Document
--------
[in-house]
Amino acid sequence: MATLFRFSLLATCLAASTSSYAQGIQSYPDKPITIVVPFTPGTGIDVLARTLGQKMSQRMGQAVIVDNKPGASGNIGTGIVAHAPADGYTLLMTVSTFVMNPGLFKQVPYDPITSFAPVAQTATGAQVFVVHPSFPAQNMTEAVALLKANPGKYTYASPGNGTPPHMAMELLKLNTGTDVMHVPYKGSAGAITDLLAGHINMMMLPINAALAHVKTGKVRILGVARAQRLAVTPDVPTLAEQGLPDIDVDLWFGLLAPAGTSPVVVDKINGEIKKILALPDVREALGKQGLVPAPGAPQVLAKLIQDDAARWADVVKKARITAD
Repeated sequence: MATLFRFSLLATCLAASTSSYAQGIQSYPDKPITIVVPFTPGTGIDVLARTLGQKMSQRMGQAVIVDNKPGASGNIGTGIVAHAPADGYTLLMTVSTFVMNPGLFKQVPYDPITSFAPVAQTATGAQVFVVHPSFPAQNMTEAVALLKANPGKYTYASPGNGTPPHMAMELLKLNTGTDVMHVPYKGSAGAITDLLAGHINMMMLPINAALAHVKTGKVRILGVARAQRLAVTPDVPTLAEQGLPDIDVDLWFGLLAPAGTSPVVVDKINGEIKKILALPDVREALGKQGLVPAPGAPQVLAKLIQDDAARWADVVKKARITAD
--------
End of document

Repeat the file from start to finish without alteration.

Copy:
[in-house]
Amino acid sequence: MATLFRFSLLATCLAASTSSYAQGIQSYPDKPITIVVPFTPGTGIDVLARTLGQKMSQRMGQAVIVDNKPGASGNIGTGIVAHAPADGYTLLMTVSTFVMNPGLFKQVPYDPITSFAPVAQTATGAQVFVVHPSFPAQNMTEAVALLKANPGKYTYASPGNGTPPHMAMELLKLNTGTDVMHVPYKGSAGAITDLLAGHINMMMLPINAALAHVKTGKVRILGVARAQRLAVTPDVPTLAEQGLPDIDVDLWFGLLAPAGTSPVVVDKINGEIKKILALPDVREALGKQGLVPAPGAPQVLAKLIQDDAARWADVVKKARITAD
Repeated sequence: MATLFRFSLLATCLAASTSSYAQGIQSYPDKPITIVVPFTPGTGIDVLARTLGQKMSQRMGQAVIVDNKPGASGNIGTGIVAHAPADGYTLLMTVSTFVMNPGLFKQVPYDPITSFAPVAQTATGAQVFVVHPSFPAQNMTEAVALLKANPGKYTYASPGNGTPPHMAMELLKLNTGTDVMHVPYKGSAGAITDLLAGHINMMMLPINAALAHVKTGKVRILGVARAQRLAVTPDVPTLAEQGLPDIDVDLWFGLLAPAGTSPVVVDKINGEIKKILALPDVREALGKQGLVPAPGAPQVLAKLIQDDAARWADVVKKARITAD